Scor­pio News

  

April–June 1987, Volume 1, Issue 2











Page 20 of 51











The ZCPR3 System by C. Bowden G30CB Part 1 – ZCPR Concepts and Features

In Tetue 1 of Scorpio News I described some of the ways in which CP/M (Vers. 2) could be improved. article T’deveribed the ZCPR/CCPZ Improved CCP, and tioned the ZCPR2 and ZCPRS systems, I have now had a chatce to try

‘upgeades, and in this article I will describe the features of this

(high I wiil eal? 22 of 23 from here onwards.) I will alt

Some aspects of the various inscallation

explained in terms that

Follow In rome cases, t

systen, and these options are nor alvays obvious. The installation information

also aceumes that the installer Aas the source code of hit BIOS available. Tt

{s’poseible to inaeall 23 without thie code, and several ways around this

problem ave suggested

At the time that the article in Isque 1 was written, I did not have the most Fecent CP/M User Group Library Catalogue, and the one chat I hed included the 22 disks 1 aeaumed that this was the most recent upgrade of the Z system, and sent off my disks for the suite, (which occupies some 13 – Sin. dfake and is Between 2’and 3.Mb of software 1) Ivalso sent off for a new library caealogue. When it came I found chat 23 vas available too. (Occupying enother 2-3 MB of aise space) I probably drove poor bi ibs

many requests for copies, Anyway, Tc

Fefecences to 23 in the SB180 articles in BYTE, and ended up with « lot of dia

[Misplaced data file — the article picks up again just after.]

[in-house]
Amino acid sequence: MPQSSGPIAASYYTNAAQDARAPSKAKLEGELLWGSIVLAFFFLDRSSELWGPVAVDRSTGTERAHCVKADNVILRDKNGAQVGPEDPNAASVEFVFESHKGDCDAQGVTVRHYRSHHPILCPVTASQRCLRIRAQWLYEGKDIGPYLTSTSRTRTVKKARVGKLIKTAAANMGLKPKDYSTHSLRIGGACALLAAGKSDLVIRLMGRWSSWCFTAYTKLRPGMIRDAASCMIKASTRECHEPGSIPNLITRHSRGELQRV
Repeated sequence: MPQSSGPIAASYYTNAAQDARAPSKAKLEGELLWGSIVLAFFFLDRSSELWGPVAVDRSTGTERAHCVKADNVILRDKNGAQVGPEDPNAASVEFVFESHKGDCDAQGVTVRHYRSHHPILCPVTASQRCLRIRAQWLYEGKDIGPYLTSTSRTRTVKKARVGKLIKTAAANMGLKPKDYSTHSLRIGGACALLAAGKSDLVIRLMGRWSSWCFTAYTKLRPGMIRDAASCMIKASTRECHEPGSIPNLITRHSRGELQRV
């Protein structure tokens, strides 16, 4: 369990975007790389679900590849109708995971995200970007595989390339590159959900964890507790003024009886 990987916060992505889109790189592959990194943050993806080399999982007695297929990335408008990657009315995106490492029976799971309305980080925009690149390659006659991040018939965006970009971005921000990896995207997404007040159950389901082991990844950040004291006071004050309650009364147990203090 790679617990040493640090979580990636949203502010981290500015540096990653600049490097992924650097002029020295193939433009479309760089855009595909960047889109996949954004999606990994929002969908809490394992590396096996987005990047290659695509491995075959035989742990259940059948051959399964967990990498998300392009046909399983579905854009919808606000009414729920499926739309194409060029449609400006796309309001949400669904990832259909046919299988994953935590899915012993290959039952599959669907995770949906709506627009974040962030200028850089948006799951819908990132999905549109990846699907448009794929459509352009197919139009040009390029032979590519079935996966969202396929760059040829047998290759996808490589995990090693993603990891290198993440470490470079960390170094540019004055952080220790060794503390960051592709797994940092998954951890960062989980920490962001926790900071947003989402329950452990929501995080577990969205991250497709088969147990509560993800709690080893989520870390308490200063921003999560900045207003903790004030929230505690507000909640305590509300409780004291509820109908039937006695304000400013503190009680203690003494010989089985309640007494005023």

Full of programs.

There were a few weeks in between getting 22 the installation information with 22 ther more descriptl ingealiation Less complex. Coming to 23 after 22 made the process much easier. I’think that lets experienced programmers starting straight off with 23 would Find the task rather difficule

nd 23, which was ui

System Concepts

The original ZCPR/CCP2 brought the ‘Path’ concept to CP/M, displayed the USER umber in the Prompt, and displayed the name of files being erased, and added a few extta useful features to CP/M which did greatly help make tho system aore Eriendly. Further expacsion appeared to be restricted by the memory space allocations The CCP and 00S sizes vere required to be kept to 2k and 3.sk for Compatibility The BIOS was the only place where extra features could be sdde but these would be system specific, such as the screen edit, paging and dump features available in the US equipment

The Z systems were written by Richard Conn, in the USA, and made available to all vin the CP/M User Group Network I do not know if other similar

exist for CP/M, but the main feature of the Z system is that it use eaory ABOVE CP/M, thus retaining the unique structure of CP/M, and retaining compacibility with virtually all software.

The penalty to be paid for this is one of reduced TPA. size 27 requires 300% bytes extra for implementation which is not too bad, but 23 requires ‘about 5-5k for FULL implementation it should be made clear however that it is entisely the dlacretion of the user or installer which features of 22 or 23 will by Implemented, and which omitted Some features are virtually eerential even on c fimall” system ie. one wich say 2 floppy disks only, of about 300k capacity, such # an Alphacronic PC, but others are auch more suited to a ‘large’ syste S“Lles 10Mb Winchester, ‘sizk Vdfsk, 2 – 800k floppies, Then again, some Segments may be more or less desirable depending on the sort of application The Flow Control Package and Redirected I/O Package might fall into thie Category

around this problem could be to have eeveral operating systemy

one i

available, froma ‘No frills’ maximum TP.A CP/M where every bit of T.?.


This is an OCR’d version of the scanned page and likely contains recognition errors.











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